Mental Health Issues within the Welsh NHS

Earlier this week Welsh Conservatives revealed the staggering extent to which mental health illness is affecting NHS staff across Wales.

Data released by each of Wales’ seven health boards showed that anxiety, stress, depression and a number of other psychiatric illnesses affected 7,945 NHS staff members in the last year alone. A total of 345,957 days of absence were recorded relating to these illnesses – equivalent to 948 years. A freedom of information request indicated that there were many incidences of repeated absences.

That workers took an average of 46 days leave to recuperate shows a worrying impotence in the health boards’ ability to support their workers with mental health issues to return to work sooner – and to provide them with the support needed to stay well and stay in work.

Long-term sickness absence can be incredibly costly. For the individual, the toll is taken from their health and career, while healthy staff are often left to contend with an increased workload. For health boards, the cost comes in forking out for expensive agency or bank staff to replace absent staff. With an ongoing staffing crisis that shows no signs of abating, it’s clear to me that the Welsh NHS needs to institute a fresh approach to combatting long-term sickness.

There is no such thing as two cultures in our health service. The kinder we are to our staff the more benefits this will confer on our patients. For a couple of years now some NHS England trust boards have implemented a ‘Rapid Access’ system which works to secure rehabilitation and occupational health treatment for NHS employees with a view to facilitating a return to work which is as fast as reasonably possible.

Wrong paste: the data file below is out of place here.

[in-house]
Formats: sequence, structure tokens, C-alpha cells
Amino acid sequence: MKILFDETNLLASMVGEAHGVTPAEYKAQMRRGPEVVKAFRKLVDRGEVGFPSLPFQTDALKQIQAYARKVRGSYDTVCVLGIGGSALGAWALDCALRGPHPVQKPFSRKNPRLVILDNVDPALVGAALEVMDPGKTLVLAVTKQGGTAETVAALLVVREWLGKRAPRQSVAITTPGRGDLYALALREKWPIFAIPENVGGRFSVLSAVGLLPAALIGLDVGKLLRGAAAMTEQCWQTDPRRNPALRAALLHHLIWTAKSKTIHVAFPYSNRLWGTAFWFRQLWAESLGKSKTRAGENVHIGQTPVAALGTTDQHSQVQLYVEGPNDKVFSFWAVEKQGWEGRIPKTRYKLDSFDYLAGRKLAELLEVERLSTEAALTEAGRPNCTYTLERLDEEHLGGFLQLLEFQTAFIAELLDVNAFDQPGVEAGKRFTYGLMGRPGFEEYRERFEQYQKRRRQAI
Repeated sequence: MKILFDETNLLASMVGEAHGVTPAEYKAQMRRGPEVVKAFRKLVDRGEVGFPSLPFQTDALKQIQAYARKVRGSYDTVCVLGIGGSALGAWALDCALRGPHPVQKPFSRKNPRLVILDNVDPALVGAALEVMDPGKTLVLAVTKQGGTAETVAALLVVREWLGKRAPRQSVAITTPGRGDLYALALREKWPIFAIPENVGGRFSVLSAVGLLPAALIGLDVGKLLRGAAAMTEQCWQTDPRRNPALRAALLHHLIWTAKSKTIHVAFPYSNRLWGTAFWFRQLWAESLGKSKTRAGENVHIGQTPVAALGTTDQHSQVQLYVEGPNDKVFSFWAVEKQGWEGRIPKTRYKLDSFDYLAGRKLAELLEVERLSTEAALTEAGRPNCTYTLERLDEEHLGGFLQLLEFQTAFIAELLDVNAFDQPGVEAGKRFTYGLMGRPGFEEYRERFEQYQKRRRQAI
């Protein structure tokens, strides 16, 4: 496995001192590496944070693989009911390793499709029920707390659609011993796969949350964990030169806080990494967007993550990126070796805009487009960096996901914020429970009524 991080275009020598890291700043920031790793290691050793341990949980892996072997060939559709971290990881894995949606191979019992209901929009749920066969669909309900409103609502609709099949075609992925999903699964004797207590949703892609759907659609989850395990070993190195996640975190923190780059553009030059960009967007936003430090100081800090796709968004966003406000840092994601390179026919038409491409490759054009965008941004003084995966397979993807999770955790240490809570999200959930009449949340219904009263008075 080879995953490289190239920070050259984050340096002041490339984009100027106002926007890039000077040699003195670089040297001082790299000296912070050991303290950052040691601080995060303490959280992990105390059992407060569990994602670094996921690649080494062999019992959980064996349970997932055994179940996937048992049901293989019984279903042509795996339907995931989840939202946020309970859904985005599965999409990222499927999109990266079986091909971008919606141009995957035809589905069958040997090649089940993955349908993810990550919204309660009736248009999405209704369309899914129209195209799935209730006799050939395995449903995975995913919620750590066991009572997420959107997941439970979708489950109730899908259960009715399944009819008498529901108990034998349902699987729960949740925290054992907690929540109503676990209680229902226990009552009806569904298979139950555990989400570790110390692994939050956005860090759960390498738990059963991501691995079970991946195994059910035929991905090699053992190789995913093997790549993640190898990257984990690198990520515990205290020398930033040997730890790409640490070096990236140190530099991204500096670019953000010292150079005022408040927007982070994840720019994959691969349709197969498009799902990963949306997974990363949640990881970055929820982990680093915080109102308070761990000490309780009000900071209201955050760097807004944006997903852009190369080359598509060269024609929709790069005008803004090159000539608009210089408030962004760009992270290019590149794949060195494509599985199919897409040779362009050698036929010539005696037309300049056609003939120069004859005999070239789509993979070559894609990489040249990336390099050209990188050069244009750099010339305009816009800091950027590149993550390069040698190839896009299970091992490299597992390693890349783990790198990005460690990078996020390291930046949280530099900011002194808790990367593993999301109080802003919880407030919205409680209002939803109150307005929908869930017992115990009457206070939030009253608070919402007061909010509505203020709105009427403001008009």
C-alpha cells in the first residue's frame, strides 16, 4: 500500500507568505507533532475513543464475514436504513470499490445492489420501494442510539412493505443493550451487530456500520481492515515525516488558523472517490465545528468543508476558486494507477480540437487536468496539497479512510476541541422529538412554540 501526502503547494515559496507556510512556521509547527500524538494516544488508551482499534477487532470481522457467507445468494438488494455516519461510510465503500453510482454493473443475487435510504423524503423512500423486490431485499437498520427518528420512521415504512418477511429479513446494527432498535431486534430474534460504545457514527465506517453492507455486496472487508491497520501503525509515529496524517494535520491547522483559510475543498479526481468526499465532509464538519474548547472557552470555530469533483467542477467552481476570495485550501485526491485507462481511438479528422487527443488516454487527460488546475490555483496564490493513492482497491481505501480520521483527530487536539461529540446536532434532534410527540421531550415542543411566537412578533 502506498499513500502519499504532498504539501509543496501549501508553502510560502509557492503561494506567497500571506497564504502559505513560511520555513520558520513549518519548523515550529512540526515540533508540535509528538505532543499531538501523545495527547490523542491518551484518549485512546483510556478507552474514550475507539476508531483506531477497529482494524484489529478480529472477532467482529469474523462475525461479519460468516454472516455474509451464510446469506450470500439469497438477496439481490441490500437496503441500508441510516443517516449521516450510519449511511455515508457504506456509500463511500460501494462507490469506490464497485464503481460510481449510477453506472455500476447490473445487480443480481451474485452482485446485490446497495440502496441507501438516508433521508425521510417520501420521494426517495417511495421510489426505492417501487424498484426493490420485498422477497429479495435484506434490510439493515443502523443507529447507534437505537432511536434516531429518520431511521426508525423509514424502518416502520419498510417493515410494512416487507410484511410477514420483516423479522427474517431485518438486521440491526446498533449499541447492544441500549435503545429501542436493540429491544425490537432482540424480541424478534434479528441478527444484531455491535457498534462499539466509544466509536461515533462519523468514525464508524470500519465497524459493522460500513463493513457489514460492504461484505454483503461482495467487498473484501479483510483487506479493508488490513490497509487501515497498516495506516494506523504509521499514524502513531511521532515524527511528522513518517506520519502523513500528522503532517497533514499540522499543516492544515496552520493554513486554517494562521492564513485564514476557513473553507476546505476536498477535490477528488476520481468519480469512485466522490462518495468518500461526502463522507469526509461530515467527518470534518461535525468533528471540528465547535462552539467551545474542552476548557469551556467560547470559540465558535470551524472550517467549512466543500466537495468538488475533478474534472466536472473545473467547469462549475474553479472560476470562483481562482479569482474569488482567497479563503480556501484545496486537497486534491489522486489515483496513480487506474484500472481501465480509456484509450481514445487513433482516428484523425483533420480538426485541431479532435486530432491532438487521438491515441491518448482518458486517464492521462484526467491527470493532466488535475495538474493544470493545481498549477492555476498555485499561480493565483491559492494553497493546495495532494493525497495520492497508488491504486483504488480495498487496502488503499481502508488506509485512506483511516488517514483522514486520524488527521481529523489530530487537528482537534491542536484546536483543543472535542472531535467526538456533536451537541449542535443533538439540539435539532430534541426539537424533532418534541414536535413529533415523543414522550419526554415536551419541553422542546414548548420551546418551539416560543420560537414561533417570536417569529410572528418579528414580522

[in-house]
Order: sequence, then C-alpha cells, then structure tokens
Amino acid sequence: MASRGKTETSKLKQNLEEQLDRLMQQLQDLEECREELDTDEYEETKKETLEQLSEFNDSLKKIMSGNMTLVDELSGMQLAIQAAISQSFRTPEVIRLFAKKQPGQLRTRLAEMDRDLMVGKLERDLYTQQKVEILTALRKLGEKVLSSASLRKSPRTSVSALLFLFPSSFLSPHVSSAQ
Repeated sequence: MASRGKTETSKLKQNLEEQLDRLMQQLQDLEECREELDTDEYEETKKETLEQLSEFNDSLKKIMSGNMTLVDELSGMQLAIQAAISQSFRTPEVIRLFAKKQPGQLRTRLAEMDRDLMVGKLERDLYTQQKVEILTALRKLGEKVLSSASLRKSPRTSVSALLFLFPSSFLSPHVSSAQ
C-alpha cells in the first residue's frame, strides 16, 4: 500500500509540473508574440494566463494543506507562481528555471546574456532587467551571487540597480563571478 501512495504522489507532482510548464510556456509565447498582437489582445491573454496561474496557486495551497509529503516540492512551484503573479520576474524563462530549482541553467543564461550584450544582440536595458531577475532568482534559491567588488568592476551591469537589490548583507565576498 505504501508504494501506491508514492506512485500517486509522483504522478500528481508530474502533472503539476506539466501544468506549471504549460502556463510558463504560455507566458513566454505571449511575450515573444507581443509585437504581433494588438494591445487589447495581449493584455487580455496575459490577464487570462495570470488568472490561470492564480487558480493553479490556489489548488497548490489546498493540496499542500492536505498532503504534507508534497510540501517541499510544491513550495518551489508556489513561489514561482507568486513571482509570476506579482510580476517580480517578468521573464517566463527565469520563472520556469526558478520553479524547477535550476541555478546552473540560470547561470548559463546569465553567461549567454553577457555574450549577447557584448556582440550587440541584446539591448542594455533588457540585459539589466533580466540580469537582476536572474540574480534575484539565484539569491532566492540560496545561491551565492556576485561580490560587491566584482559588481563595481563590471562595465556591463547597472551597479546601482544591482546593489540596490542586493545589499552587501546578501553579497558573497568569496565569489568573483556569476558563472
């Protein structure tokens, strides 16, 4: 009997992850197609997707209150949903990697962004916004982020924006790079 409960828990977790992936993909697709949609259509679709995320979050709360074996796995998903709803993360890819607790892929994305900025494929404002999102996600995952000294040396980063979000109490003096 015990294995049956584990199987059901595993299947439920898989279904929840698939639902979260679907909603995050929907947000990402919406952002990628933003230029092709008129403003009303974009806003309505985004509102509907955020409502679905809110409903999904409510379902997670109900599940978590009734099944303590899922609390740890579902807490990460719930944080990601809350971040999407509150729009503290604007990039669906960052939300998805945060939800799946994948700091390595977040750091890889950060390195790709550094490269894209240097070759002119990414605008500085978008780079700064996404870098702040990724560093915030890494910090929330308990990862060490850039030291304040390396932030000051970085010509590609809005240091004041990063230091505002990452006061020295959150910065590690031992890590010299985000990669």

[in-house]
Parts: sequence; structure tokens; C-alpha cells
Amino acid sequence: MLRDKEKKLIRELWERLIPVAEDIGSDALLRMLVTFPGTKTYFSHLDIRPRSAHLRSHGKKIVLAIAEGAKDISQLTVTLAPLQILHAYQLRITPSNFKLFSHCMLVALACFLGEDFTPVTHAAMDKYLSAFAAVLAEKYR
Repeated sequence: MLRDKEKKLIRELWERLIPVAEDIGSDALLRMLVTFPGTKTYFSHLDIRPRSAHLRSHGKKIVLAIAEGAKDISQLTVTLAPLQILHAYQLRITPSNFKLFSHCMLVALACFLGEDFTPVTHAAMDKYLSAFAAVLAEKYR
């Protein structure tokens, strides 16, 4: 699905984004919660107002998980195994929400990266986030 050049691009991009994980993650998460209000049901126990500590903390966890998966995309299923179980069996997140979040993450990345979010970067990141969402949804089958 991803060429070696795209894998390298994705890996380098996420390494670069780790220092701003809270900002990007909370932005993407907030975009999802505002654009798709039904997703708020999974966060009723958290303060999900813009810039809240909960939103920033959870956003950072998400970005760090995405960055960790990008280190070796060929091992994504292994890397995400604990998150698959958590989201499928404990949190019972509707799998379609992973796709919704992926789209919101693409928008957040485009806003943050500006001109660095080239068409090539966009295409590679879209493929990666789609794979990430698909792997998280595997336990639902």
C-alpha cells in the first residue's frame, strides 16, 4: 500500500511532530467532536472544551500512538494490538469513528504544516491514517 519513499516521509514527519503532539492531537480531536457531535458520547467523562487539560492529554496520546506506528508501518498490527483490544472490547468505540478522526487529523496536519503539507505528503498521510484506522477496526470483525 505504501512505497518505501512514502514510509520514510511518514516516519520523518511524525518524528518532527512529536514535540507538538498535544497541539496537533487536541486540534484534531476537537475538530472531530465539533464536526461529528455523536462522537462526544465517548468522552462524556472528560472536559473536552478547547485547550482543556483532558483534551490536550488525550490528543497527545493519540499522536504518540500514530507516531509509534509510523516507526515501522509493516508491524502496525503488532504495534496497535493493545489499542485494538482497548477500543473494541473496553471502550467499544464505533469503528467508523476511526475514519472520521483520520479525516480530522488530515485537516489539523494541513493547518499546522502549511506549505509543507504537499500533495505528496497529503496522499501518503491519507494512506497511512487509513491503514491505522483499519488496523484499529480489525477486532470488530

Rapid Access aims to give NHS staff easy and early treatment for the main causes of sickness absence in the NHS, and rehabilitation to help staff stay in work during illness or return to work after illness.

Organisations already using this system have reported a number of benefits. These include a marked reduction in levels of sickness absence delivering savings on sickness costs; considerable reductions in agency staff costs (last year Welsh health boards collectively spent £128,949,313); and improved staff and patient satisfaction survey scores.

Timely intervention also has the added advantage of preventing illnesses from spiralling to an unmanageable state that results in early retirement. Musculoskeletal conditions such as bad backs and hip problems can be career-finishers.

There is a growing body of evidence to support the efficacy of Rapid Access, which at its core recognises an inviolable truth: What’s good for staff is good for patients. I implore health boards to look closely at this evidence and, if they’re as convinced as I am, to take swift steps to embed it into their working culture. I am confident our health service would be far better for it.